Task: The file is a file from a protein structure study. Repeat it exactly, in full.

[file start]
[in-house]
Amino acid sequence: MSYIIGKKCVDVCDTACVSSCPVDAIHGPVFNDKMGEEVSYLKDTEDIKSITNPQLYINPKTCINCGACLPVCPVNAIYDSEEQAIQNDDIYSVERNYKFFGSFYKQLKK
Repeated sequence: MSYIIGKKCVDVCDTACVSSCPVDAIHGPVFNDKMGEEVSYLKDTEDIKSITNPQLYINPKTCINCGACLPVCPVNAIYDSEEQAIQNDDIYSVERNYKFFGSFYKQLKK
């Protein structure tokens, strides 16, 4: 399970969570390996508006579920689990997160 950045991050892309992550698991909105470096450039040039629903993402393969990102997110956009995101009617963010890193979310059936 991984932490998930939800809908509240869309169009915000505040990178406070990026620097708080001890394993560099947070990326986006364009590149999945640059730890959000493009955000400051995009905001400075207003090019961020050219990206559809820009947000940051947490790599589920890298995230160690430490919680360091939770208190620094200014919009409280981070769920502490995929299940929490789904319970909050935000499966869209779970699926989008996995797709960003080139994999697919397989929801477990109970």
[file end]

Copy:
[in-house]
Amino acid sequence: MSYIIGKKCVDVCDTACVSSCPVDAIHGPVFNDKMGEEVSYLKDTEDIKSITNPQLYINPKTCINCGACLPVCPVNAIYDSEEQAIQNDDIYSVERNYKFFGSFYKQLKK
Repeated sequence: MSYIIGKKCVDVCDTACVSSCPVDAIHGPVFNDKMGEEVSYLKDTEDIKSITNPQLYINPKTCINCGACLPVCPVNAIYDSEEQAIQNDDIYSVERNYKFFGSFYKQLKK
């Protein structure tokens, strides 16, 4: 399970969570390996508006579920689990997160 950045991050892309992550698991909105470096450039040039629903993402393969990102997110956009995101009617963010890193979310059936 991984932490998930939800809908509240869309169009915000505040990178406070990026620097708080001890394993560099947070990326986006364009590149999945640059730890959000493009955000400051995009905001400075207003090019961020050219990206559809820009947000940051947490790599589920890298995230160690430490919680360091939770208190620094200014919009409280981070769920502490995929299940929490789904319970909050935000499966869209779970699926989008996995797709960003080139994999697919397989929801477990109970």